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'Alpha and Omega' no leader of the (3-D) pack
By Dann Gire | Daily Herald Film Critic

The poorly animated "Alpha and Omega" features the voice talents of Hayden Panettiere and Justin Long as the lupine title characters.


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Published: 9/17/2010 12:01 AM

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Early this summer when I was a guest on the now-defunct, local CBS morning news show "Monsters and Money," I was asked about the future of 3-D movies.

I said that the biggest danger to the current 3-D boom will come when the market gets flooded with cheaply made, poor-quality 3-D films and the term "3-D" will quickly become associated with mediocrity, or worse.

Here comes the beginning of that flood.

"Alpha and Omega" traffics in the sort of sophomoric storytelling and shortchanged animation we'd expect to see on a Saturday morning cartoon rush-job.

This isn't to say that "Alpha and Omega" is a terrible motion picture with no redeeming values. (The 2008 3-D "Fly Me to the Moon" was far dumber with flatter, more lackluster animation.)

For a feature theatrical release, though, "Alpha and Omega" just can't compete with the polish of a Pixar picture, or other more sophisticated animated productions from DreamWorks SKG.

This movie comes from Crest Animation Productions, an India-based company with a satellite office in Los Angeles.

The press notes brag that while most big-budget animated movies take an average of three years to create, Crest managed to make "Alpha and Omega" in half the time.

Uh, did Crest ever think there might be a good reason those other animated movies took three years to make?

"Alpha and Omega" tells the story of how a Canadian Alpha wolf named Kate (voiced by Hayden Panettiere) and an Omega wolf named Humphrey (voiced by Justin Long) don't like each other.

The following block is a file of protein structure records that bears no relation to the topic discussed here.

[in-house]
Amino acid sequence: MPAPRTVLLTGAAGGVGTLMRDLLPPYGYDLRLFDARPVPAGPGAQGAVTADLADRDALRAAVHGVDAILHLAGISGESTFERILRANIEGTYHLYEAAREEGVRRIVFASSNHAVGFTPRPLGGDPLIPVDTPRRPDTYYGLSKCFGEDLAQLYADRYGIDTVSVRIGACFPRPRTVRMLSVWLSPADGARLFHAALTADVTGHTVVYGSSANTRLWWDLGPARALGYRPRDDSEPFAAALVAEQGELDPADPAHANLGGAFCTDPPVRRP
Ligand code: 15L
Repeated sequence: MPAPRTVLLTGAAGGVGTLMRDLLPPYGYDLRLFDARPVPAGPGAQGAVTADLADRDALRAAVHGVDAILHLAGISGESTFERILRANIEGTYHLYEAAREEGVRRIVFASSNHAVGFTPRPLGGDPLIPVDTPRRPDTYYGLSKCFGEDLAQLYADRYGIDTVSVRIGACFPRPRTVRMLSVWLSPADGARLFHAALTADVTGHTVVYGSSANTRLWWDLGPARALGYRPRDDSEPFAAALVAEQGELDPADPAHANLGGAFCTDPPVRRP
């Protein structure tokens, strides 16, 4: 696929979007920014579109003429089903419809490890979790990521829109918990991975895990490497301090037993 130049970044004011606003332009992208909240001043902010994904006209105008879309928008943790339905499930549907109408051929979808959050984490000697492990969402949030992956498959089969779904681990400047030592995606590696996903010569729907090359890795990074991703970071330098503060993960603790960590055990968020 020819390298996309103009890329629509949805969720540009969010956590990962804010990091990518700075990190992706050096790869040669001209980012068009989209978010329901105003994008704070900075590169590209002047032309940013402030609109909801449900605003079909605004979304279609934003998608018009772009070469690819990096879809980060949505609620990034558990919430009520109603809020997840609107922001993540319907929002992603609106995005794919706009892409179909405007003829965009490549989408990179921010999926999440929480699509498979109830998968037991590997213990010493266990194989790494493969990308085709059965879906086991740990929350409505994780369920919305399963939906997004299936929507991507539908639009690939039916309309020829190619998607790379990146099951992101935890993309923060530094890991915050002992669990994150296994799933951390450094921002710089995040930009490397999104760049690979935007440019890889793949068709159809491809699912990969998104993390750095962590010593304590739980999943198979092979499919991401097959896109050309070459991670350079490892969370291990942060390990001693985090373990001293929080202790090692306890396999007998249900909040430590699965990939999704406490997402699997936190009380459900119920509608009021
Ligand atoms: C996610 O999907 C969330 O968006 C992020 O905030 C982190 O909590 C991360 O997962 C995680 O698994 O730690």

Alphas and Omegas aren't allowed to mix because of the class system installed by centuries of lupine tradition.

Park rangers sedate Kate and Humphrey and whisk them off to repopulate in Idaho. The two wolves will have none of that repopulating stuff, and decide to take a long hike back home.

We can pretty much figure out what happens.

Yes, there's a reason that the wolves are called Kate and Humphrey - after Kate Hepburn and Humphrey Bogart, stars of a movie with the same plot: "The African Queen."

Note to Crest executives: This is as close to "African Queen" as your movie will ever get.

Christina Ricci supplies the seductively girlie voice to Lilly, an alluring white wolf who wants to put her paws all over the studly Garth (voiced by Chris Carmack) of the neighboring Eastern wolf pack.

Unbeknown to them, Garth's daddy wolf (voiced by the late Dennis Hopper) and Kate's daddy wolf (voiced by Danny Glover) have agreed they should marry and unite their two rival packs - before the two factions literally are at each other's throats.

"Alpha and Omega" is hodgepodge filmmaking at its most mediocre.

The musical interludes feel forced and arbitrary, bland and empty.

The animated characters constantly tumble and spin through the air like trapeze artists on caffeine, performing the impossible feats of cartoon characters instead of exhibiting more wolfly attributes.

The 3-D print I saw was extremely fuzzy to the point of being blurry in several scenes. (Just the digital print? Maybe not. Even the press photos for "Alpha and Omega" I saw are slightly out of focus.)

I'm with Kate on one point: There shouldn't be any repopulating of the characters in this movie.